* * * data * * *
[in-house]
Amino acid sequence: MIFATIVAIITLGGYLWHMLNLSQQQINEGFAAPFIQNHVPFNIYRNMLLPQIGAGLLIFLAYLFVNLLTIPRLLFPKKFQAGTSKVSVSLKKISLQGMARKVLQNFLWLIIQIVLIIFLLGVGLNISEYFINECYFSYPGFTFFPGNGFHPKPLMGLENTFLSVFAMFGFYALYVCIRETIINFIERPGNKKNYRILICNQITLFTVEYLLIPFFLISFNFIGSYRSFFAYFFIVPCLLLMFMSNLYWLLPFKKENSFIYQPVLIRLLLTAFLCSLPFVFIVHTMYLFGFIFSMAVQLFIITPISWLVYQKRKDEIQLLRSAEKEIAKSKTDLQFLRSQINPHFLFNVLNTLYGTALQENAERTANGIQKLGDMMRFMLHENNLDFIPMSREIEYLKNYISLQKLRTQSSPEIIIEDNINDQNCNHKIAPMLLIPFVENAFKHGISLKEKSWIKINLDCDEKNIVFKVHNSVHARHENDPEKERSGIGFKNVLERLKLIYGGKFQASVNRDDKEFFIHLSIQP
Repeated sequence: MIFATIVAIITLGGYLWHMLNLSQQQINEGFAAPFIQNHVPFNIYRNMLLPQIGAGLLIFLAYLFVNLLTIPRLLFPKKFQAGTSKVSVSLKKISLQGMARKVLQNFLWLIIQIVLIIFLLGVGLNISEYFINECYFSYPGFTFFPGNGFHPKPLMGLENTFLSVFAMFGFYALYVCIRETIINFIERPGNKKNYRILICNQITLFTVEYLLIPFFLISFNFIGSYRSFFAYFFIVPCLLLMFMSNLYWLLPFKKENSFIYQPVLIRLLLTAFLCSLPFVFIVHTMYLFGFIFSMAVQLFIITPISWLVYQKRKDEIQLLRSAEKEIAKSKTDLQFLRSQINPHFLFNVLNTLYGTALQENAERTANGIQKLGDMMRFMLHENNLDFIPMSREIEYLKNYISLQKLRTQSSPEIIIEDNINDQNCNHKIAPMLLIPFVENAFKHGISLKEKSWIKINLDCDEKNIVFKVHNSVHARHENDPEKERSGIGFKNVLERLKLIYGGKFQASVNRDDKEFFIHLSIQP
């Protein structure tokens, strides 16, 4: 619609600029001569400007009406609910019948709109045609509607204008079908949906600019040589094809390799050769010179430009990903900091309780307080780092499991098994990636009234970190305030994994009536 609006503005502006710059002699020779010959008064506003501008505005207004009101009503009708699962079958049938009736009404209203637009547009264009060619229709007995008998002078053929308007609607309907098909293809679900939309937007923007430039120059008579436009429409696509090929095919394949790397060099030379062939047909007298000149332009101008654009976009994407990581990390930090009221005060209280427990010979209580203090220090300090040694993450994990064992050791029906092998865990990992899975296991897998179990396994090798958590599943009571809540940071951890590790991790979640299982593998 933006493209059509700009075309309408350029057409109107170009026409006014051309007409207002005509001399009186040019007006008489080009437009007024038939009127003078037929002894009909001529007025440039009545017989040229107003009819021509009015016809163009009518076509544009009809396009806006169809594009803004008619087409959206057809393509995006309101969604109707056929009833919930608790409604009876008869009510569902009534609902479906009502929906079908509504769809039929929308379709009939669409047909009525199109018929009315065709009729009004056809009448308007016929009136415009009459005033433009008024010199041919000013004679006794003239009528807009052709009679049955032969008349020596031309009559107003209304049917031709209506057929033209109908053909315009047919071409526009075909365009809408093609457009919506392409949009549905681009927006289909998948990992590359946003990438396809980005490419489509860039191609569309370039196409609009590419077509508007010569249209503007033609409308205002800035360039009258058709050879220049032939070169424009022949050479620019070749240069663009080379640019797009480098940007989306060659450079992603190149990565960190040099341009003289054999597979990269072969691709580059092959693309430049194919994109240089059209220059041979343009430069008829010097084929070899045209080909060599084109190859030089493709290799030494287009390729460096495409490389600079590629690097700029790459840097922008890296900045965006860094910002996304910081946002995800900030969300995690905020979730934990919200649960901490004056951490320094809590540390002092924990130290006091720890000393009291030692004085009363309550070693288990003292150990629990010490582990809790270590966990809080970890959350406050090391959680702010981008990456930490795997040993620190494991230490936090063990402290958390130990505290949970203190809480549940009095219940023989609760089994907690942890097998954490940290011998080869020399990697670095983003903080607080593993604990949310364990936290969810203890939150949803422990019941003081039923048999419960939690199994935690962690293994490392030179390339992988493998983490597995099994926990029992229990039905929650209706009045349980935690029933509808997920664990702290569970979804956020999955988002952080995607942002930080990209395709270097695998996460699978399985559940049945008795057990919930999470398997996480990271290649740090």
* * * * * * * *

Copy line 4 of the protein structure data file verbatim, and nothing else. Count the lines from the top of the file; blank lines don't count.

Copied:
């Protein structure tokens, strides 16, 4: 619609600029001569400007009406609910019948709109045609509607204008079908949906600019040589094809390799050769010179430009990903900091309780307080780092499991098994990636009234970190305030994994009536 609006503005502006710059002699020779010959008064506003501008505005207004009101009503009708699962079958049938009736009404209203637009547009264009060619229709007995008998002078053929308007609607309907098909293809679900939309937007923007430039120059008579436009429409696509090929095919394949790397060099030379062939047909007298000149332009101008654009976009994407990581990390930090009221005060209280427990010979209580203090220090300090040694993450994990064992050791029906092998865990990992899975296991897998179990396994090798958590599943009571809540940071951890590790991790979640299982593998 933006493209059509700009075309309408350029057409109107170009026409006014051309007409207002005509001399009186040019007006008489080009437009007024038939009127003078037929002894009909001529007025440039009545017989040229107003009819021509009015016809163009009518076509544009009809396009806006169809594009803004008619087409959206057809393509995006309101969604109707056929009833919930608790409604009876008869009510569902009534609902479906009502929906079908509504769809039929929308379709009939669409047909009525199109018929009315065709009729009004056809009448308007016929009136415009009459005033433009008024010199041919000013004679006794003239009528807009052709009679049955032969008349020596031309009559107003209304049917031709209506057929033209109908053909315009047919071409526009075909365009809408093609457009919506392409949009549905681009927006289909998948990992590359946003990438396809980005490419489509860039191609569309370039196409609009590419077509508007010569249209503007033609409308205002800035360039009258058709050879220049032939070169424009022949050479620019070749240069663009080379640019797009480098940007989306060659450079992603190149990565960190040099341009003289054999597979990269072969691709580059092959693309430049194919994109240089059209220059041979343009430069008829010097084929070899045209080909060599084109190859030089493709290799030494287009390729460096495409490389600079590629690097700029790459840097922008890296900045965006860094910002996304910081946002995800900030969300995690905020979730934990919200649960901490004056951490320094809590540390002092924990130290006091720890000393009291030692004085009363309550070693288990003292150990629990010490582990809790270590966990809080970890959350406050090391959680702010981008990456930490795997040993620190494991230490936090063990402290958390130990505290949970203190809480549940009095219940023989609760089994907690942890097998954490940290011998080869020399990697670095983003903080607080593993604990949310364990936290969810203890939150949803422990019941003081039923048999419960939690199994935690962690293994490392030179390339992988493998983490597995099994926990029992229990039905929650209706009045349980935690029933509808997920664990702290569970979804956020999955988002952080995607942002930080990209395709270097695998996460699978399985559940049945008795057990919930999470398997996480990271290649740090």